NASCAR doesn’t see cars sitting on pit road for 8 minutes as ‘that’s not NASCAR racing’
Team are playing the waiting game when it comes to qualifying.
In round one and round two of NASCAR qualifying, teams are given 10 minutes to set a time. When the clock starts, teams pull to the edge of the pit lane and wait for 8 minutes.
They all want to hit the track at once. Drafting has come into play. Thus, pack qualifying is desired by the teams.
So, the fans see 8 minutes of cars sitting at the edge of the pit lane as the clock runs down. At the last minute, everyone hits the track at once in hopes of setting the pole and making it to the line in time to start their lap.
This isn’t ideal in NASCAR’s eyes. Personally, I don’t mind it at all. It’s highly suspenseful and it’s entertaining to see if everyone is going to make it in time to start a lap before the clock expires.
How did we get here? The 2019 NASCAR rules package. Downforce has been added horsepower has been reduced. That’s created more on-throttle time at the tracks larger than 1-mile.
NASCAR doesn’t like what they saw in Texas Motor Speedway qualifying
“It’s really unfortunate for the fans,” Steve O’Donnell said via ‘The Morning Drive’ and Sirius XM NASCAR Radio.
“It’s miraculous that Daniel Suarez is able to make a lap on his own and qualify 4th. So, I don’t know how that’s possible based on all the data the teams seem to be putting together to sit on the end of pit road and wait.”
“The one clarification on our end is that we instructed the #6 car to move. He did that. We strongly believe Clint Bowyer could of gotten out and passed the #6 car.”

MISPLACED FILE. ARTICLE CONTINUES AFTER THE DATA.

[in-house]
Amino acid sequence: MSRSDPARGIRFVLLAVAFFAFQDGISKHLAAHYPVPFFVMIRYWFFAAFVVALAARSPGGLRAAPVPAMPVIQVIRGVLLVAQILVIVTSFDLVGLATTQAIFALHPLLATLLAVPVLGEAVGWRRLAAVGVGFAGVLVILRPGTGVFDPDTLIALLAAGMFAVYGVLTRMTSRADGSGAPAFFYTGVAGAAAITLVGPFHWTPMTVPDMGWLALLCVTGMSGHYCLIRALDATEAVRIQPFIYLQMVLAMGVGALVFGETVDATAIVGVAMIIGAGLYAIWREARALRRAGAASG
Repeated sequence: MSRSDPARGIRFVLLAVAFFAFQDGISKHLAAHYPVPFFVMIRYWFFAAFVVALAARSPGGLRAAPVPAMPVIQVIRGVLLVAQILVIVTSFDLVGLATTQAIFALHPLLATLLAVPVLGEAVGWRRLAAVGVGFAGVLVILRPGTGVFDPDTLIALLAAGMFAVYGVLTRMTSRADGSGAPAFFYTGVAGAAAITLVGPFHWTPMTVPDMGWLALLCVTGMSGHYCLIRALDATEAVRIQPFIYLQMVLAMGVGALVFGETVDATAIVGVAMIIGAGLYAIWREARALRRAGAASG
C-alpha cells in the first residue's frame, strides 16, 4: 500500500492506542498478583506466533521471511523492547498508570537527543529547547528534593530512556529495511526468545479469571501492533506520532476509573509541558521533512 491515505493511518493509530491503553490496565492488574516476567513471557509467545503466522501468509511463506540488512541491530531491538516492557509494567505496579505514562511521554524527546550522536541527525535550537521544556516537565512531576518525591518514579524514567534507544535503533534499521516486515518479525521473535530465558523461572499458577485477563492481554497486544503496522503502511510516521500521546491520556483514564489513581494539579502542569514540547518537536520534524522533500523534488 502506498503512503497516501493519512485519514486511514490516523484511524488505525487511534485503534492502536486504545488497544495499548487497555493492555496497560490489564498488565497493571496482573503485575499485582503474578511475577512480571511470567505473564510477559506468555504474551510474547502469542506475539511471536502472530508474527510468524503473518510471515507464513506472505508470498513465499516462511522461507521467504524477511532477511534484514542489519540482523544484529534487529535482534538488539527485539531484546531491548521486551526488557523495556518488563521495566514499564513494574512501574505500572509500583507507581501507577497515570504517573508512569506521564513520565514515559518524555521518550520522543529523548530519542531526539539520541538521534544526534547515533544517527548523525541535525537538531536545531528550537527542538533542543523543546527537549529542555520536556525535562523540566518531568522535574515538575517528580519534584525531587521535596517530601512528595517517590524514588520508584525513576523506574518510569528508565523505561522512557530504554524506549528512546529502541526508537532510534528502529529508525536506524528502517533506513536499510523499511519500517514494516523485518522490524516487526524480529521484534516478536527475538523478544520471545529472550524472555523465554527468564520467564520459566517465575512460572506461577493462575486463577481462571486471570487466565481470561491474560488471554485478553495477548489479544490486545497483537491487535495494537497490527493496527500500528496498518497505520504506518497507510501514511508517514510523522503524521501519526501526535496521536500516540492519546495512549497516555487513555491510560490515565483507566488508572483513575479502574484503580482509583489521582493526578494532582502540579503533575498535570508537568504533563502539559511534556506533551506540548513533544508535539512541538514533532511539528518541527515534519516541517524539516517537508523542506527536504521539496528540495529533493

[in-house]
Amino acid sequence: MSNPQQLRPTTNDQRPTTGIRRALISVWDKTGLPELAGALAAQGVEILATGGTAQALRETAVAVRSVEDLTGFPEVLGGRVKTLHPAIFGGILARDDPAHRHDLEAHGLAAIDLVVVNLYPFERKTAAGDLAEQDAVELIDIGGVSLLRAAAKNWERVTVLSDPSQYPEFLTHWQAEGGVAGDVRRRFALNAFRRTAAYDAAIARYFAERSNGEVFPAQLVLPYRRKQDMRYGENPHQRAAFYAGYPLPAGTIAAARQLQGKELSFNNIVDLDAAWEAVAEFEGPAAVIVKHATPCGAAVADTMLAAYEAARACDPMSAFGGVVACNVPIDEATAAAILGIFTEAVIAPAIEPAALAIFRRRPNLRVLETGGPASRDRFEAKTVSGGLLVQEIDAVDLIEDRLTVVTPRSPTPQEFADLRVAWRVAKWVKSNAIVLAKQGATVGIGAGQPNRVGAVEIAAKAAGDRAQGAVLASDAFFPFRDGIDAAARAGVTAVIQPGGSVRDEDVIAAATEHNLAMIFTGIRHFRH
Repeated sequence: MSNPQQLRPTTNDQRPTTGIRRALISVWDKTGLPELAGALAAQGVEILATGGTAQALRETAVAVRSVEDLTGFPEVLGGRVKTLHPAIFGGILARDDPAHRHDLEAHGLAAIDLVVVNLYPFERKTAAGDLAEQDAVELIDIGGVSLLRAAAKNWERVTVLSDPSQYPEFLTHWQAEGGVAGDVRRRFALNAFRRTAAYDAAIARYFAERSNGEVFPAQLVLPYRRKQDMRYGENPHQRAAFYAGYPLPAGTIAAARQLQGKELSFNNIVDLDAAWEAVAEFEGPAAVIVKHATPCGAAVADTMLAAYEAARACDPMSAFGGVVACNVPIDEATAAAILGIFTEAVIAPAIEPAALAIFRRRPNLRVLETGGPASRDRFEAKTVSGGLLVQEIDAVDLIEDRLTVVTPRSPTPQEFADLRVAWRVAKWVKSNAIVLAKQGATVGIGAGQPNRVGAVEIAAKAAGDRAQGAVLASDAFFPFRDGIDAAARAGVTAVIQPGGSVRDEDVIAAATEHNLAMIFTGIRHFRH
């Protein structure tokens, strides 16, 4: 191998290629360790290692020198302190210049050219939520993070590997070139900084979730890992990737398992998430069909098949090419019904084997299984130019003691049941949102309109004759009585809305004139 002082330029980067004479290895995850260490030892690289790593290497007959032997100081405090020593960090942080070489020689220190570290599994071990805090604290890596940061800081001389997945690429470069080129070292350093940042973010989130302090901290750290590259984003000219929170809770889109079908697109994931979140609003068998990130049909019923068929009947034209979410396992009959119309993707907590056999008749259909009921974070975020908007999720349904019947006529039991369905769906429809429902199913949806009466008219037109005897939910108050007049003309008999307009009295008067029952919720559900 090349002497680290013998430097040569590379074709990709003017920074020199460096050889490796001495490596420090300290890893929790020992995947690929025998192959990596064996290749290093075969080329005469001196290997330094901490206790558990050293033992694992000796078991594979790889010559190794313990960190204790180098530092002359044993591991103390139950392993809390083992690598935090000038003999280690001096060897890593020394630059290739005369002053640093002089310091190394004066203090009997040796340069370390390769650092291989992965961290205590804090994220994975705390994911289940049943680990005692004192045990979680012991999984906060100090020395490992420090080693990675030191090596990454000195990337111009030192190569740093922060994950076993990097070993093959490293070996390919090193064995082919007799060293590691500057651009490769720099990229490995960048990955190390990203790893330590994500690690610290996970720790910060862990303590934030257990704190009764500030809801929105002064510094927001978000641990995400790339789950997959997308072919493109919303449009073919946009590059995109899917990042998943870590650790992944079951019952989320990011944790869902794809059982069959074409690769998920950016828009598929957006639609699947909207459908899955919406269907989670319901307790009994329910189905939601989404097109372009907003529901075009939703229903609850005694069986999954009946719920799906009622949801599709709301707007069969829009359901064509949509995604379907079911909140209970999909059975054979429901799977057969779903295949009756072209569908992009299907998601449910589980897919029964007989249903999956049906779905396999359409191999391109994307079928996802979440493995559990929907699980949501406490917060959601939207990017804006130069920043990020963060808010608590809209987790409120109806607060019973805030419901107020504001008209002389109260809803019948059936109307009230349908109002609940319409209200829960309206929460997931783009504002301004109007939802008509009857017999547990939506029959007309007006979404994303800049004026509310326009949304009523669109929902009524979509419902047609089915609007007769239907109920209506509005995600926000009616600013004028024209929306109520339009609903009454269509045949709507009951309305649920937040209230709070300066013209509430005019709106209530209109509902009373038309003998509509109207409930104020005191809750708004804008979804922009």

“Regardless of that, the optics of what’s taking place with the teams is not tenable for us or the fans. So, we’re going to look at every option including the possibility of going to single car qualifying.”
“The reason we haven’t, that’s on the teams. We’ve tried to be as efficient as possible going to this method for qualifying. But, we’re definitely going to look at it and see what we can do. We got a couple weeks to do that.”
“We’ll make adjustments if needed.”
Steve O’Donnell’s personal reaction when watching qualifying
Are you angry when you’re watching that?
“Absolutely. I think it’s ridiculous, candidly.”
“I mean, I know the drivers did not like this qualifying that we were going to do before the season. So part of you asks, ‘Are we doing this on purpose?’ You know, to get rid of it.”
“I know it can be done. It very clear, we got the best drivers in the world who can figure it out. We seem to want to outdo each other and that results in sitting on pit road.”
“Again, that will have to be on us. We’ll react to it. We’ll make the right call and we’ll get it right. We don’t want to see cars sitting on pit road for 8 minutes. That’s not NASCAR racing, we’ll make the fix there.”
Rule requiring a lap
At Auto Club Speedway, drivers waited so long at the edge of the pit lane that no driver turned a lap in the final round of qualifying. The pole was sit based on lap time from round two instead of round three.
For Texas, NASCAR put a rule in place requiring drivers to turn a lap in every round they advance into. If they don’t then all their times from every round will be disallowed.
With that rule in place, every driver set a time at Texas Motor Speedway.
“And we’ll make another rule and we’ll figure something else out.”
“And that’s not what we want to do. We don’t want rules for qualifying. If we have to go back to single-car, simple, we’ll do that.”
“It won’t be popular with some of the owners. But, unfortunately, we’re getting put in this position.”